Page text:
As I anticipate winter's deep roots, Uncertainty leaves me intertwined and hanging; I am waiting for his next move. I am ever changing like the seasons and he is forever gold like the flowers glistening in my sunshine. We could only blossom in the past; longing for his scent my petals are shaken by his breath. If only he knew how he strengthened my stems and silenced the pain from the weeds... I will always love the most beautiful flower in my spring.
‘WELCOME TO MY MOTHERHOOD’ Experimental Film Script/Shot list
FADE IN Black screen FEMALE VOICEOVER READS Black screen fades into mid length shot of a woman sitting on a chair. She takes a sip from a cup of tea Woman gets up and takes of all her clothes and stands in front on the screen. FEMALE VOICEOVER
(Noise of a baby crying makes it difficult to hear the rest of the poem so she starts again Time’s arrow moves swiftly leading (the crying begins again) Us astray a She stops speaking, the baby stops crying She speaks louder Times arrow moves swiftly (baby starts to cry louder) She stops speaking Baby squeals and laughs FADE OUT
University of East London â€“ Production Location Risk Assessment Form
RISK ASSESSMENT FORM Project / Director: Welcome to My Motherhood/ Mary Martins Production Date: 14-15th March Filming Times: 9am-7pm Location: University of East London- Immersive Studio Location Owner / Manager- David Ring/Dean Todd Assessor Name: Mary Martins Production Role: Director/Actor
DOES THE PRODUCTION INVOLVE
1. Animals 2. Audiences 3. Civil Unrest 4. Confined Spaces 5. Derelict Buildings / Asbestos 6. Electricity or Gas (other than the normal supplies) 7. Fire / Flammable materials
HAZARD PRESENT YES NO X X X X X X X
RISK ASSESSMENT HIGH
University of East London – Production Location Risk Assessment Form 8. Flying 9. Hazardous Substances 10. Heat / Cold / Extreame Weather 11. Lasers / Stroboscopic Effects 12. Machinery - Industrial / Cranes / Hoists 13. Night Operations 14. Noise – High Sound Levels 15. Non Standard Manual Handling 16. Personal Protective Equipment 17. Public / Crowds 18. Radiation 19. Scaffolds, Rostra 20. Special Effects 21. Special Needs – Inexperienced, Elderly, Disabled 22. Specialised Rescue / First Aid 23. Stunts, Dangerous Activities 24. Vehicles / Speed 25. Water / Proximity to water 26. Weapons 27. Working at Heights 28. Working overseas 29. Smoke / Pyrotechnicss 30. Other Baby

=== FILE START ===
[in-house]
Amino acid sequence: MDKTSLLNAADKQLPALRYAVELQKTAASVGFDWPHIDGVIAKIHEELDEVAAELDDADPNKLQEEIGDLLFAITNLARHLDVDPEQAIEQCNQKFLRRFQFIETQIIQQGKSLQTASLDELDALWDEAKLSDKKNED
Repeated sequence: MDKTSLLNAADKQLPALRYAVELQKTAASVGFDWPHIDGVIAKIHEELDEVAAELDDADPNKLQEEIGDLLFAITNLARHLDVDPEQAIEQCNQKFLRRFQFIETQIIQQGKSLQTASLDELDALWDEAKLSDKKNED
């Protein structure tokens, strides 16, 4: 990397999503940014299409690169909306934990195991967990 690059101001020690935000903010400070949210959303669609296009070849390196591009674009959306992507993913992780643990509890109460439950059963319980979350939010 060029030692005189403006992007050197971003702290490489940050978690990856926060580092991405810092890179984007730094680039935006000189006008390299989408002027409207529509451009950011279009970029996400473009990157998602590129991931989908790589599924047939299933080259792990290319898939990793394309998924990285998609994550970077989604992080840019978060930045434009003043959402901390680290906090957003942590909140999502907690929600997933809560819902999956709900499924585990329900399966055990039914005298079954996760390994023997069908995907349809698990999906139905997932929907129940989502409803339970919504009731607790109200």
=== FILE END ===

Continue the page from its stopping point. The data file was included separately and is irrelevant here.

Existing Control Measures
X X X X X X X X X X X X X X
X X X X X X X X X X Degree of Risk
Degree of Risk
With Existing Control Measures
With Additional Control Measures
Baby behind a
Assistant and additional
University of East London â€“ Production Location Risk Assessment Form white screen With studio lights and objects
Light shining/getting camera operator too hot
Production Schedule- Welcome to My Motherhood
February 2014 Sunday
draft script/shot list
email David Ring re: possible shooting dates
meet Emerine to discuss initial sound design ideas
Evaluation This project was a major learning curve for me both in academic and professional practice. It especially enabled me to develop my ideas and improve my film making techniques and learn from the errors made in my mise-en-scene project. Although I enjoyed the first project, I have a personal connection with the final major project and found my idea to be extremely challenging. I feel privileged to be a mother that has been able to make a film about her motherhood and her journey to a new life and beyond. I am looking forward to showing it to my Son in the future. Upon reflection, there are many areas that I would improve in my film. The first would be the quality of the sound. I would not change the type sound used or who I worked with, I would just allow more time for these people to be able to record in a professional studio. The delay in working on the sound was probably due to some lack of organisation by not thinking about sound before or while filming. I just simply did not have any idea what I wanted to use for the audio and struggled from start to finish. I would also re-film some parts that appear to be out of focus; the fabric seems to have a mind of its own, I much preferred the mulberry paper. Using the fabric had its conseach shot has its own unique texture. I would order made to measure paper and have this shipped if I were to do this film again.